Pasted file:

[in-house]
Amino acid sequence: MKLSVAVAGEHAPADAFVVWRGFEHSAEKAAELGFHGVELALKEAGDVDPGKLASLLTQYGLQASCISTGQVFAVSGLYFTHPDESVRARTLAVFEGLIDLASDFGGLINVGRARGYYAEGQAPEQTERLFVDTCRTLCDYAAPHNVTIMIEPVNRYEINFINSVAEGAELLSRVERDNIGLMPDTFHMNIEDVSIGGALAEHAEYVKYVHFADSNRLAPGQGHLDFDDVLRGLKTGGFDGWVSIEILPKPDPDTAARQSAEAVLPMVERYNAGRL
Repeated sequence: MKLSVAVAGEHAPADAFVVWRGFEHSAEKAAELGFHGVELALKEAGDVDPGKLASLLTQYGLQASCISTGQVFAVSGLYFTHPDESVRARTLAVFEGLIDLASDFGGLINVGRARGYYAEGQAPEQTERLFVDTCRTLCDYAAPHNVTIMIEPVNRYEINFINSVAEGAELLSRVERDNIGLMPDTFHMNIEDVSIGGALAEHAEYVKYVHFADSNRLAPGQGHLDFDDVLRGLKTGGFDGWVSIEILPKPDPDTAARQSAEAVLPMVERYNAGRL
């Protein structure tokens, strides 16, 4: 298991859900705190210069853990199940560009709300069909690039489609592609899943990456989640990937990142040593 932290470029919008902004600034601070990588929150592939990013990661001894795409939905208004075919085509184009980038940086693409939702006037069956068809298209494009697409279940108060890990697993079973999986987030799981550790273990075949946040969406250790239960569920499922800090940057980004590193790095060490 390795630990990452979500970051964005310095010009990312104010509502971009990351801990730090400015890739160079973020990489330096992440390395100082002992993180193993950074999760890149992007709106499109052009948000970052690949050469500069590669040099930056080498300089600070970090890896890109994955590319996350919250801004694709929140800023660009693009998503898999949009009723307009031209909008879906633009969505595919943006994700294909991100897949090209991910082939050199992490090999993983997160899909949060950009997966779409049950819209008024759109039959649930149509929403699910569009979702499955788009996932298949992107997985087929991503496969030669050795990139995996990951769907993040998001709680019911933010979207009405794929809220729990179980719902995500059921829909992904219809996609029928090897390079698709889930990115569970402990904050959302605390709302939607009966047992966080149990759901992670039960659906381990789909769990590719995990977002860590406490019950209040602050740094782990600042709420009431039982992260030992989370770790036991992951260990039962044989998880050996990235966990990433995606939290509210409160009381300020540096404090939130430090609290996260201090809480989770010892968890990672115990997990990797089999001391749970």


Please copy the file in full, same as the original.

[in-house]
Amino acid sequence: MKLSVAVAGEHAPADAFVVWRGFEHSAEKAAELGFHGVELALKEAGDVDPGKLASLLTQYGLQASCISTGQVFAVSGLYFTHPDESVRARTLAVFEGLIDLASDFGGLINVGRARGYYAEGQAPEQTERLFVDTCRTLCDYAAPHNVTIMIEPVNRYEINFINSVAEGAELLSRVERDNIGLMPDTFHMNIEDVSIGGALAEHAEYVKYVHFADSNRLAPGQGHLDFDDVLRGLKTGGFDGWVSIEILPKPDPDTAARQSAEAVLPMVERYNAGRL
Repeated sequence: MKLSVAVAGEHAPADAFVVWRGFEHSAEKAAELGFHGVELALKEAGDVDPGKLASLLTQYGLQASCISTGQVFAVSGLYFTHPDESVRARTLAVFEGLIDLASDFGGLINVGRARGYYAEGQAPEQTERLFVDTCRTLCDYAAPHNVTIMIEPVNRYEINFINSVAEGAELLSRVERDNIGLMPDTFHMNIEDVSIGGALAEHAEYVKYVHFADSNRLAPGQGHLDFDDVLRGLKTGGFDGWVSIEILPKPDPDTAARQSAEAVLPMVERYNAGRL
């Protein structure tokens, strides 16, 4: 298991859900705190210069853990199940560009709300069909690039489609592609899943990456989640990937990142040593 932290470029919008902004600034601070990588929150592939990013990661001894795409939905208004075919085509184009980038940086693409939702006037069956068809298209494009697409279940108060890990697993079973999986987030799981550790273990075949946040969406250790239960569920499922800090940057980004590193790095060490 390795630990990452979500970051964005310095010009990312104010509502971009990351801990730090400015890739160079973020990489330096992440390395100082002992993180193993950074999760890149992007709106499109052009948000970052690949050469500069590669040099930056080498300089600070970090890896890109994955590319996350919250801004694709929140800023660009693009998503898999949009009723307009031209909008879906633009969505595919943006994700294909991100897949090209991910082939050199992490090999993983997160899909949060950009997966779409049950819209008024759109039959649930149509929403699910569009979702499955788009996932298949992107997985087929991503496969030669050795990139995996990951769907993040998001709680019911933010979207009405794929809220729990179980719902995500059921829909992904219809996609029928090897390079698709889930990115569970402990904050959302605390709302939607009966047992966080149990759901992670039960659906381990789909769990590719995990977002860590406490019950209040602050740094782990600042709420009431039982992260030992989370770790036991992951260990039962044989998880050996990235966990990433995606939290509210409160009381300020540096404090939130430090609290996260201090809480989770010892968890990672115990997990990797089999001391749970």